Northeast repository of traditional knowledge and Oral History: MF 004 Aroostook buccal History Project performance of Accessions: 127 Dates when interviews were conducted: 1971-1972 period period covered: nineteenth and 20th centuries primary interviewers: helen of troy K. Atchison Finding Aides: catalogs Access Restrictions: hour Description: Aroostook examination chronicle Project. undertaking conducted low the auspices of the Cary Library in Houlton, Maine, which resulted in a collection of 119 cassettes, totaling 73 hours, with interviews of added than 150 people covering a wide range of topics; i.e., azoic county history, earlier line of work and machinery, the Aroostook War, railroading, lumbering, irish potato farming, maple sugar making, folksongs, folklore, line medicine, politics, town meetings, cross-border migration, smuggling, Indians, fair camps, schools and schooling, high tales, superstitions, and many new aspects of the county’s cultural heritage. Tapes in gallic (20) and north germanic language (2) have not been abstracted and have sole instrument descriptions of contents; a general index for the assemblage by substance and townsfolk is on hand in house.
MF 081 Lynn Franklin Collection - Maine Folklife Center - University of Maine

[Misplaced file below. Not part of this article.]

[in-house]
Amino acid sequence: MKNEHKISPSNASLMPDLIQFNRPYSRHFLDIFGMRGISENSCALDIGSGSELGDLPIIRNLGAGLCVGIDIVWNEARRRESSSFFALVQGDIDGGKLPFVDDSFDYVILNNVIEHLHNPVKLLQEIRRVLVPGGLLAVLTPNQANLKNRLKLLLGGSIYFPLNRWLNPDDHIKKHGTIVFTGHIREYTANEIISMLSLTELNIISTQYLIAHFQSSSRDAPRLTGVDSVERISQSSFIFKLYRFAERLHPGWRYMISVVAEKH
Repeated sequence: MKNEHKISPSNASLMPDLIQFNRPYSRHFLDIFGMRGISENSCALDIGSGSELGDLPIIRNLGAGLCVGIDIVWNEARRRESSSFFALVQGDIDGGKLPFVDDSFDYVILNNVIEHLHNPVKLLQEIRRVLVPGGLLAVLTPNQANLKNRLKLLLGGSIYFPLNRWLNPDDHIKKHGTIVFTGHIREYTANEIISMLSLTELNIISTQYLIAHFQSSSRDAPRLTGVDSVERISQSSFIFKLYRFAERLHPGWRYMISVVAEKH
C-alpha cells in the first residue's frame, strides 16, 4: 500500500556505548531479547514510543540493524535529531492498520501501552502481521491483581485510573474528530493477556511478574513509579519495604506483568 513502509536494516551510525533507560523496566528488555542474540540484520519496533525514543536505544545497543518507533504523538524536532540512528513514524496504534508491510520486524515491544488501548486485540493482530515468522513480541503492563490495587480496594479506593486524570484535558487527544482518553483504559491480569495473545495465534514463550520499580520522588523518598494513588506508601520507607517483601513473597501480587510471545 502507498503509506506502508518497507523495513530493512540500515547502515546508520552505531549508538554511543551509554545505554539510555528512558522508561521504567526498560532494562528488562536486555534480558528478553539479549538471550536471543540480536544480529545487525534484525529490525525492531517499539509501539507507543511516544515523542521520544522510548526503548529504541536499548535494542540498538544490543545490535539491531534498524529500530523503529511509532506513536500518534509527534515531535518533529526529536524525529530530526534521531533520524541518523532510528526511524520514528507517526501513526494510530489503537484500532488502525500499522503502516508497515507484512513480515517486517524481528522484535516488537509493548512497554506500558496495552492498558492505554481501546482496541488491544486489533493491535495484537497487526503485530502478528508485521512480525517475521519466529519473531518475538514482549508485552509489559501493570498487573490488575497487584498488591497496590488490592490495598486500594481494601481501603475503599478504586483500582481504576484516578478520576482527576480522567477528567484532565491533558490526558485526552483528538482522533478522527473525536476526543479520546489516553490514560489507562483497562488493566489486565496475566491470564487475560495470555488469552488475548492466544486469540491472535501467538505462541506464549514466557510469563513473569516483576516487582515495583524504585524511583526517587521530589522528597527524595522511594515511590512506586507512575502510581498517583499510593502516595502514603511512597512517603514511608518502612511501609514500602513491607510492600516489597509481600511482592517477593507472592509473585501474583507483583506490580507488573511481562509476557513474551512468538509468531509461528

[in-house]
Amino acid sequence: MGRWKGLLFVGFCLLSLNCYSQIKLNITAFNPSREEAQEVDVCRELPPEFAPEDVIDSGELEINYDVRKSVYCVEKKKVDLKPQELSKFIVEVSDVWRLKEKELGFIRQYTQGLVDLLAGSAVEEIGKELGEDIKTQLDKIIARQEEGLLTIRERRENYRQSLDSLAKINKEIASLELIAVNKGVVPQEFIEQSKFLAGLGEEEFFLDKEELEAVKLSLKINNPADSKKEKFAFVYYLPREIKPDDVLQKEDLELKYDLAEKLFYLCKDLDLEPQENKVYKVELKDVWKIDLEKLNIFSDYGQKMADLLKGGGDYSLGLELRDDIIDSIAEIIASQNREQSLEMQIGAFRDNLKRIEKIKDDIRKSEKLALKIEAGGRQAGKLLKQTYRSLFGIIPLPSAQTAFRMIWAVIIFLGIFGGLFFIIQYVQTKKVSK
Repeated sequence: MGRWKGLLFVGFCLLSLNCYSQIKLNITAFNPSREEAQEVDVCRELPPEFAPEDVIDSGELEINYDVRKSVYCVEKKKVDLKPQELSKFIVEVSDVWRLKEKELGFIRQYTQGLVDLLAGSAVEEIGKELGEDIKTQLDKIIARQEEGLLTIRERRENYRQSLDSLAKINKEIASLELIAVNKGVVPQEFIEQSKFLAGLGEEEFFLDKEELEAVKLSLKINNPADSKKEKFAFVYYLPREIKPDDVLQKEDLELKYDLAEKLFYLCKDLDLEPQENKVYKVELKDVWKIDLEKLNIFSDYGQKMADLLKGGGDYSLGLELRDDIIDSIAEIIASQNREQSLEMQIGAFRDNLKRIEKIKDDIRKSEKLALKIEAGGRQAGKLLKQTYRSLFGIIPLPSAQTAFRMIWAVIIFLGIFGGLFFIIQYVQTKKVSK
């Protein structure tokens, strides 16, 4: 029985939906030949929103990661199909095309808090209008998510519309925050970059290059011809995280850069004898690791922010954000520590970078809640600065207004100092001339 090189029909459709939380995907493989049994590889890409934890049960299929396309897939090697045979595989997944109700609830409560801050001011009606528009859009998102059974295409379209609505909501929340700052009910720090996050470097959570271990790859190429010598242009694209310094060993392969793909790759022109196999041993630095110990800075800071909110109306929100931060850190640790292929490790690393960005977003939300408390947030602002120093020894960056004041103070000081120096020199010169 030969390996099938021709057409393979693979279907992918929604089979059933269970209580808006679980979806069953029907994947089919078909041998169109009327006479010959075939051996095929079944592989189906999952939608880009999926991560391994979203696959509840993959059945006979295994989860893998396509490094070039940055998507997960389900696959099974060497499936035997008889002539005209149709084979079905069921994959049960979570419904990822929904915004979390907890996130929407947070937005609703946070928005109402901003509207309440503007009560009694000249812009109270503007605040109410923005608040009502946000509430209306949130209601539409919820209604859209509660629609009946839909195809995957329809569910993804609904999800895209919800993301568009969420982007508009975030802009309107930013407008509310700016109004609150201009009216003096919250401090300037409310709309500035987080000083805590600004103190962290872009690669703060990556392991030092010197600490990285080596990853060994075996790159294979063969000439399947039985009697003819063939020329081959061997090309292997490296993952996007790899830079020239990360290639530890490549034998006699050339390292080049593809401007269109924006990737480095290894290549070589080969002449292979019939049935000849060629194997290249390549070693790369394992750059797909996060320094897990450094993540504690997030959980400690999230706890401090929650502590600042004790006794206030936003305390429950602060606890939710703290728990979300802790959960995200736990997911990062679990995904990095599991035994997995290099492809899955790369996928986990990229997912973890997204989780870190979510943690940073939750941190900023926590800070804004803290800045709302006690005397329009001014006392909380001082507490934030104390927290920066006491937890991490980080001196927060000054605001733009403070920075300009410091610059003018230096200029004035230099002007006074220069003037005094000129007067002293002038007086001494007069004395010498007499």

Northeast Archives of lore and Oral History: MF 081 Lynn Franklin assemblage figure of accessions: 73 Dates once interviews were conducted: 1971 – 1983 Principal interviewers: Lynn author discovery aides: indexes Access restrictions: service Description: A collecting 73 separate accessions containing interviews with Mainers on a wide reach of topics relating to beingness and job in the country of Maine, conducted 1972-1983 by Lynn Franklin, a diary keeper who specialized in cultural stories, occupational lore, life histories, and earthborn sake stories. role player talk about his young person inside the outdoor sport community in Frenchboro; his father Nelson P. Of specific interest are Franklin’s interviews relating to lobstering, wood work, guides and small boat building, boats and boat building, and rural education. 0901 Ossie Beal, interviewed by Lynn Franklin, February 2, 1972, at Beal’s home on Beals Island, Maine. Lunt; lobstering; types of fish: hake, cod, cusk, and salmon; getting “Dogged up”; assorted types of boats he has closely-held terminated the years; magnetic courses traveled that caused instrumentality failure; changes in lobstering business; working on steamboats; his service during WWI; exploitation his boat to run mail; and how he convinced the control of the need for buoys. Franklin publicized Profiles of me in 1976 based on some of his interviews deposited in the Northeast deposit (see MFC Library). Beal, president of the Maine Lobstermen’s Association, talks about issues concerning fishermen and the Association in Maine; lobbying attending and dues; cooperative versus incorporated; various ineligible battles with nation and Federal governments; the knowledge to set prices on lobsters; and affecting prices through “tie-up” versus striking.
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